Cutting-edge concepts for smart district development are already emerging as part of European project TRIANGULUM. Project partners elaborating and implementing solutions for this, not just in theory, but with the clear objective of implementing these ideas within three years in Manchester, Eindhoven and Stavanger and then transferring them to the cities of Leipzig, Sabadell and Prague.
The core of the smart city plan is a replicable smart city framework and an ICT architecture to connect and coordinate the different technologies in the city.
The plans for the Dutch city of Eindhoven (Netherlands) show how this can be achieved in practice. Among other things, the municipality focuses on electric mobility. The idea is that ICT solutions enable residents to access various areas of the infrastructure, such as to book electric car-sharing vehicles or to use intelligent parking space concepts. Sensors in lanterns, for example, will (among other things) record motion data to allow the monitoring and management of road lighting, public transport or car-sharing offers. This infrastructure will also form an integral part of the Phillips Headquarters' former industrial area, where numerous start-ups, with the support of Triangulum project partners, are designing the solutions for the cities of the future.
Stavanger (Norway) has the highest density of electric vehicles in Europe. This and the existing high-speed ICT infrastructures form the basis for better networking of energy and mobility solutions. In addition, companies, residents, research facilities and physicians are to be consistently linked via IT networks in order to improve planning, use more efficient energy, and even provide medical remote diagnosis. One of the driving forces here is the municipal energy provider, which is now generating more revenue from the provision of data and Internet services as well as infrastructure than from the electricity business.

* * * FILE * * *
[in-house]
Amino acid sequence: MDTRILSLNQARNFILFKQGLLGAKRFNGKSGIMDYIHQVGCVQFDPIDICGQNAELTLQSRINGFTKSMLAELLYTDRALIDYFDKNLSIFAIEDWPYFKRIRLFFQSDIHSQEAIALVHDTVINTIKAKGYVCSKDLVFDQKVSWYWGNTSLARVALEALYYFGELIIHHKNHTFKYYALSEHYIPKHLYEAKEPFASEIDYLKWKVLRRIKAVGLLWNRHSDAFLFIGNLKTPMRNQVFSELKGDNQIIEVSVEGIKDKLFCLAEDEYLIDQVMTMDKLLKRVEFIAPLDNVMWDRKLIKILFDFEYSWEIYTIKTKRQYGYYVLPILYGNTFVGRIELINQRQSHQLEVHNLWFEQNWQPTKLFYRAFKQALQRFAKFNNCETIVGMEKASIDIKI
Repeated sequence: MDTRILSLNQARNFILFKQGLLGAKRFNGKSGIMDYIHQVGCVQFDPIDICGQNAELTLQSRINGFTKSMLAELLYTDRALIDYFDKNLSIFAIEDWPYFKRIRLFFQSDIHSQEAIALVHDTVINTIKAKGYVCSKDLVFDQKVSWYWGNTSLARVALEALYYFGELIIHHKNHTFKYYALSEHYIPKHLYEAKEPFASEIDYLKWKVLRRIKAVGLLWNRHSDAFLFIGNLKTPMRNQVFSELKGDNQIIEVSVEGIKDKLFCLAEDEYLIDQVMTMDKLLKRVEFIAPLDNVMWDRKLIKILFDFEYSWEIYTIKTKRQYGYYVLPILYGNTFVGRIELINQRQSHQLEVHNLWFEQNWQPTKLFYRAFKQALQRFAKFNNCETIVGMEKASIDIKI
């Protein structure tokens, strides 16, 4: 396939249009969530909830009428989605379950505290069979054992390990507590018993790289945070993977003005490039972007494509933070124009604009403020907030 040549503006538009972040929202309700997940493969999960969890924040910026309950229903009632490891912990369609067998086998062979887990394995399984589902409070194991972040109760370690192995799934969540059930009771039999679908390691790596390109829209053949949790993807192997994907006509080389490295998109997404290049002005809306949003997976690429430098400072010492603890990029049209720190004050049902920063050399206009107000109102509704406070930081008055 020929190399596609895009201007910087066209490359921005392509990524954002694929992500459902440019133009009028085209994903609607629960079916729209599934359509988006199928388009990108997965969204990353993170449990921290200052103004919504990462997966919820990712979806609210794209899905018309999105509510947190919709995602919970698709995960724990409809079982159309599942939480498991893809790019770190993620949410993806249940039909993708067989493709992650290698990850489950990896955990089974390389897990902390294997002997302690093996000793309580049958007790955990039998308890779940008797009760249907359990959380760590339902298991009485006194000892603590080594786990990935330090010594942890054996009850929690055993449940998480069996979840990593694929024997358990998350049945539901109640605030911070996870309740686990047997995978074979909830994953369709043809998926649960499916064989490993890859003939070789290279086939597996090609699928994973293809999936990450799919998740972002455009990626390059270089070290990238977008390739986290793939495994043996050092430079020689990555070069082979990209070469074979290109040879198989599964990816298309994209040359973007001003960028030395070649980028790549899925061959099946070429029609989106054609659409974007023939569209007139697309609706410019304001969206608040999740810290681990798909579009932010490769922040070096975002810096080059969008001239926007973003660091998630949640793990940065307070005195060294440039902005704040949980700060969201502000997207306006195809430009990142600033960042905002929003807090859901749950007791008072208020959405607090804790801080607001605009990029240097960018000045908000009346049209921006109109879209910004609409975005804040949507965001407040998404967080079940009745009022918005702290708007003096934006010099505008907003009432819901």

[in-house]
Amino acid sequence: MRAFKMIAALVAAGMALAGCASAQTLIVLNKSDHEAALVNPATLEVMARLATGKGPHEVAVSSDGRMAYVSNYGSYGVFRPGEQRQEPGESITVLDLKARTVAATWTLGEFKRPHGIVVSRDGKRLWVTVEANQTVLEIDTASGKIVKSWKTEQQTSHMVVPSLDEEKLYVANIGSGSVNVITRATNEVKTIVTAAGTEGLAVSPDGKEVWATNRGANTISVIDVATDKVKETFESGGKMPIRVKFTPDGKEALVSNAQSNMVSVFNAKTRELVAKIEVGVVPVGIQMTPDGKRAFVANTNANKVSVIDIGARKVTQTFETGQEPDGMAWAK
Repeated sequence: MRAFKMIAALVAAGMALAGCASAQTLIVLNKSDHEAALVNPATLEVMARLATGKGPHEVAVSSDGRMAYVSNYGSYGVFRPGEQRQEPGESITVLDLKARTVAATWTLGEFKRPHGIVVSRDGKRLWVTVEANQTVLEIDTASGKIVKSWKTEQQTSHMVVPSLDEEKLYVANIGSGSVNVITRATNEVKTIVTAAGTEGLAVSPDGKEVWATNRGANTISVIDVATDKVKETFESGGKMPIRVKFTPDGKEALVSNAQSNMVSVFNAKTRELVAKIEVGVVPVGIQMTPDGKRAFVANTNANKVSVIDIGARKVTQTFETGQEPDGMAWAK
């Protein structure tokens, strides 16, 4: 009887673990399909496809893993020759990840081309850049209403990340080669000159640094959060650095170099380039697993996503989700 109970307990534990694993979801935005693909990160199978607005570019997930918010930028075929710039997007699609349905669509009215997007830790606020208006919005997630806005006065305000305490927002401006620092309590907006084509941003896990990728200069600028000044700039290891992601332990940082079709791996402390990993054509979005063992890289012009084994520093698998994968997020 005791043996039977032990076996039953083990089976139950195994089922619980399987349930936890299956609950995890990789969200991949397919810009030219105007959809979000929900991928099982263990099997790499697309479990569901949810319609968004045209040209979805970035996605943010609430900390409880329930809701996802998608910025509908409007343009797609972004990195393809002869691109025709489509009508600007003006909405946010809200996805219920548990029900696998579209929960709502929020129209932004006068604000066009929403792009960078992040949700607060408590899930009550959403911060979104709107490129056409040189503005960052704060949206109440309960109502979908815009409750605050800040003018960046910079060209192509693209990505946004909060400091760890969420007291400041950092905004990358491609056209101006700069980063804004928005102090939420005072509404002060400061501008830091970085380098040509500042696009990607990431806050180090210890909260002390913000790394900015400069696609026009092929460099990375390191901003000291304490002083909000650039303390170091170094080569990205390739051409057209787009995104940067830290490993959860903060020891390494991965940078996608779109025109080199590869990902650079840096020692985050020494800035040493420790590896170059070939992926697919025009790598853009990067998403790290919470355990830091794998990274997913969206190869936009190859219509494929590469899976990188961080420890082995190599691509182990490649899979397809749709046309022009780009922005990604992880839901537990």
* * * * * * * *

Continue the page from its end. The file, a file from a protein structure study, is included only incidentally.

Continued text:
In Manchester (England), the Corridor student district, which has around 72,000 students, is to be transformed into a smart city district, including the renovation of the historic buildings. In addition, an autonomous "virtual" energy network is in the planning, which supplies the entire city quarter with heat and electricity. The reuse of existing structures promotes the energy conservation concept through building renovation. As part of the area, an alternative mobility concept is implemented for Oxford Street, one of the country's most popular roads, which uses environmentally friendly forms of transport.
At a later stage, the partners want to transfer the developed, functioning and appropriate solutions to Leipzig, Prague (Czech Republic) and Sabadell (Spain). The project was created from the Fraunhofer-Gesellschaft's Morgenstadt initiative, is coordinated by the Fraunhofer IAO and supported by the Steinbeis-Europa-Zentrum. The European Commission voted it the lead project for its "Smart Cities and Communities" initiative and 23 interdisciplinary partners from municipalities, science and industry are involved in the project.